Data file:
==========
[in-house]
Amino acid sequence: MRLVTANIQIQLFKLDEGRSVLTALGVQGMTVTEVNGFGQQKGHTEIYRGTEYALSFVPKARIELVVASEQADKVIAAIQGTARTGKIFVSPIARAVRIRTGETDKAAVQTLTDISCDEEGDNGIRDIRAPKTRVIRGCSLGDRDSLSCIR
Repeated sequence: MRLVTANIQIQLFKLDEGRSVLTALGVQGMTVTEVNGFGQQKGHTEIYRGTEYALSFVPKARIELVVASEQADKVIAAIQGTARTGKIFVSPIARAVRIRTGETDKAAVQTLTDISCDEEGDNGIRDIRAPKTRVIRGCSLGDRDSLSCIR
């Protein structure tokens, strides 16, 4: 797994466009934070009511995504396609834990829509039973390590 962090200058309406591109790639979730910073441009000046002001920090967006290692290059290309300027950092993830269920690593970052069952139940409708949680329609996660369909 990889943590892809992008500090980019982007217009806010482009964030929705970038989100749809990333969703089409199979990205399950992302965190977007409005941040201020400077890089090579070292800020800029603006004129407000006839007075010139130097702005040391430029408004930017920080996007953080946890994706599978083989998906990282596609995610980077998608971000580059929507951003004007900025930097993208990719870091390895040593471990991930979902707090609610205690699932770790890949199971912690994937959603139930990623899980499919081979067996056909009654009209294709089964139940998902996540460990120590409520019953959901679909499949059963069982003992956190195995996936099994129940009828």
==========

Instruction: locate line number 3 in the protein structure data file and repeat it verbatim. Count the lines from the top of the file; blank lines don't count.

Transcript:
Repeated sequence: MRLVTANIQIQLFKLDEGRSVLTALGVQGMTVTEVNGFGQQKGHTEIYRGTEYALSFVPKARIELVVASEQADKVIAAIQGTARTGKIFVSPIARAVRIRTGETDKAAVQTLTDISCDEEGDNGIRDIRAPKTRVIRGCSLGDRDSLSCIR